Background: The balance between potential aspirin-related risks and benefits is critical in primary prevention. Purpose: To evaluate the risk for serious bleeding with regular aspirin use in cardiovascular disease (CVD) primary prevention. Data Sources: PubMed, MEDLINE, Cochrane Central Register of Controlled Trials (2010 through 6 January 2015), and relevant references from other reviews. Study Selection: Randomized, controlled trials; cohort studies; and meta-analyses comparing aspirin with placebo or no treatment to prevent CVD or cancer in adults. Data Extraction: One investigator abstracted data, another checked for accuracy, and 2 assessed study quality. Data Synthesis: In CVD primary prevention studies, very-lowdose aspirin use (≤100 mg daily or every other day) increased major gastrointestinal (GI) bleeding risk by 58% (odds ratio [OR], 1.58 [95% CI, 1.29 to 1.95]) and hemorrhagic stroke risk by 27% (OR, 1.27 [CI, 0.96 to 1.68]). Projected excess bleeding events with aspirin depend on baseline assumptions. Estimated excess major bleeding events were 1.39 (CI, 0.70 to 2.28) for GI bleeding and 0.32 (CI, -0.05 to 0.82) for hemorrhagic stroke per 1000 person-years of aspirin exposure using baseline bleeding rates from a community-based observational sample. Such events could be greater among older persons, men, and those with CVD risk factors that also increase bleeding risk. Limitations: Power to detect effects on hemorrhagic stroke was limited. Harms other than serious bleeding were not examined. Conclusion: Consideration of the safety of primary prevention with aspirin requires an individualized assessment of aspirin's effects on bleeding risks and expected benefits because absolute bleeding risk may vary considerably by patient.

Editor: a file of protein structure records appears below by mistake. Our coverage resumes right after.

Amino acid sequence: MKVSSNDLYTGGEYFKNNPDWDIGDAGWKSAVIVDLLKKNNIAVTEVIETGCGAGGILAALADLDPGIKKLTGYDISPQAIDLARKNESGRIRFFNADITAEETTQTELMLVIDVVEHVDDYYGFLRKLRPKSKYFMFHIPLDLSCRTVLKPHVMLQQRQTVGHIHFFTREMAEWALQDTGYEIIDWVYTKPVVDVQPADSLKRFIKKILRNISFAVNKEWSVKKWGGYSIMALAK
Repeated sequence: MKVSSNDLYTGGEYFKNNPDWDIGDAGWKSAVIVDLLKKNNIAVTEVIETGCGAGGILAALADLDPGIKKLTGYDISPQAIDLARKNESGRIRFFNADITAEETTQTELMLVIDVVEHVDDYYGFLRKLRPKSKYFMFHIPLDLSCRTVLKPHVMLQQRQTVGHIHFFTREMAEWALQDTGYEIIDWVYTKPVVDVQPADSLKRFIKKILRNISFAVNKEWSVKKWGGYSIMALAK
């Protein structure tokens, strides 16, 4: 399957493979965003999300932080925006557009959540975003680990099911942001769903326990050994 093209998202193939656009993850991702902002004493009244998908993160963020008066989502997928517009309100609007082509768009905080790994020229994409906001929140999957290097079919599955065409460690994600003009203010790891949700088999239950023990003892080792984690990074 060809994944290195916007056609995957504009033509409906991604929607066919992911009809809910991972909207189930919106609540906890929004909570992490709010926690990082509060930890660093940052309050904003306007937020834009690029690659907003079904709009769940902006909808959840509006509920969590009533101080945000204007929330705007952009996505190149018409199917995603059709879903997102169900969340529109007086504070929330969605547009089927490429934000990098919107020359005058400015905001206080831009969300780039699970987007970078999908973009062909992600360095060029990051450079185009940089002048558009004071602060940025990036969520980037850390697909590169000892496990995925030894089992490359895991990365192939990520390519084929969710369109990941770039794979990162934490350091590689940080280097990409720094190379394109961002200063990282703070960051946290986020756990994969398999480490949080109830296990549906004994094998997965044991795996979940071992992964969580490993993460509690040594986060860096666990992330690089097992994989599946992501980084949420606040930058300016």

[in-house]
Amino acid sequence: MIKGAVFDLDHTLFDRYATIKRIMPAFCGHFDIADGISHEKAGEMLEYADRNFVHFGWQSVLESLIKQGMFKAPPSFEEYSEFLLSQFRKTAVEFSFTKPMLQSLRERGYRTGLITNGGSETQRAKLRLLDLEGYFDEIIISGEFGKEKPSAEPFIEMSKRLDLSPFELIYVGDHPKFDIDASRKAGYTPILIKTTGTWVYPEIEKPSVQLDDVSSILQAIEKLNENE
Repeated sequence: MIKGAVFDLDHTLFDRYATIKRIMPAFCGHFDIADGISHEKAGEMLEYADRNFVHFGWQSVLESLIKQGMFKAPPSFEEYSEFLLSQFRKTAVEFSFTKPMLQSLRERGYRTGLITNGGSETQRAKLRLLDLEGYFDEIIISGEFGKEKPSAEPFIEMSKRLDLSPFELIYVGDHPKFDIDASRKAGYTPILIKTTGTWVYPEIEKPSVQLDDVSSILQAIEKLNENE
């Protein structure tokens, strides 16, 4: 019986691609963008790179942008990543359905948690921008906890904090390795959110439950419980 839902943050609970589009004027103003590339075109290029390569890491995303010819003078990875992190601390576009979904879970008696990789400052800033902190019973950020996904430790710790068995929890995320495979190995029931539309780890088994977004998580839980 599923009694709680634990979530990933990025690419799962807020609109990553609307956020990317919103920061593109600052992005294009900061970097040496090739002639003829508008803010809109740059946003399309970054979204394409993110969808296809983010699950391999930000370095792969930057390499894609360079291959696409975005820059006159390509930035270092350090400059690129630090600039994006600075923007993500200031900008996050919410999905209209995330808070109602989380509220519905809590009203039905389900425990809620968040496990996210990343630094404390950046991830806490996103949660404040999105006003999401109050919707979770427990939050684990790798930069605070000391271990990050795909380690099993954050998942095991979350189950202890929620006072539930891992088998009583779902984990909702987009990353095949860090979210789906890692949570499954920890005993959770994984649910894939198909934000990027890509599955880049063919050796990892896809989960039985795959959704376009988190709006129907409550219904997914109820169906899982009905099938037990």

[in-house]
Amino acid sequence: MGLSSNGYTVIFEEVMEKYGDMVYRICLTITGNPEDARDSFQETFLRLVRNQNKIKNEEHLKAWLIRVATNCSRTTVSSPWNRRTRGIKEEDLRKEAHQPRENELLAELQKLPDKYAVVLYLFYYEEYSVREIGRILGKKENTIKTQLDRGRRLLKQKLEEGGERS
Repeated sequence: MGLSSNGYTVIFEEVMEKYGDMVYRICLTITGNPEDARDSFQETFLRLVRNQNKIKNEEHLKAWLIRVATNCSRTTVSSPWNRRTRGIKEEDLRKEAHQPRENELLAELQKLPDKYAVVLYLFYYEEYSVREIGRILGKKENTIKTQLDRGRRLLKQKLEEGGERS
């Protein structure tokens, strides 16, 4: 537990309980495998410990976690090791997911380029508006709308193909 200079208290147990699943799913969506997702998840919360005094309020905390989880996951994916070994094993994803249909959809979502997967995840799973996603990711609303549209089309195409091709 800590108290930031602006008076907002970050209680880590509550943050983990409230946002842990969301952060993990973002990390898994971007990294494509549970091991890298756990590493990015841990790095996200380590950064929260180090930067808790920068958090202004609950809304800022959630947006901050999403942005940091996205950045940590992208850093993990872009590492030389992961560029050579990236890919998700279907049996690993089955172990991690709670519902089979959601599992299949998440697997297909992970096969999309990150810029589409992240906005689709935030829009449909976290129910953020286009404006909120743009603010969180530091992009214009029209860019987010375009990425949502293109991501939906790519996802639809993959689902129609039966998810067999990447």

ASJC Scopus subject areas
- Internal Medicine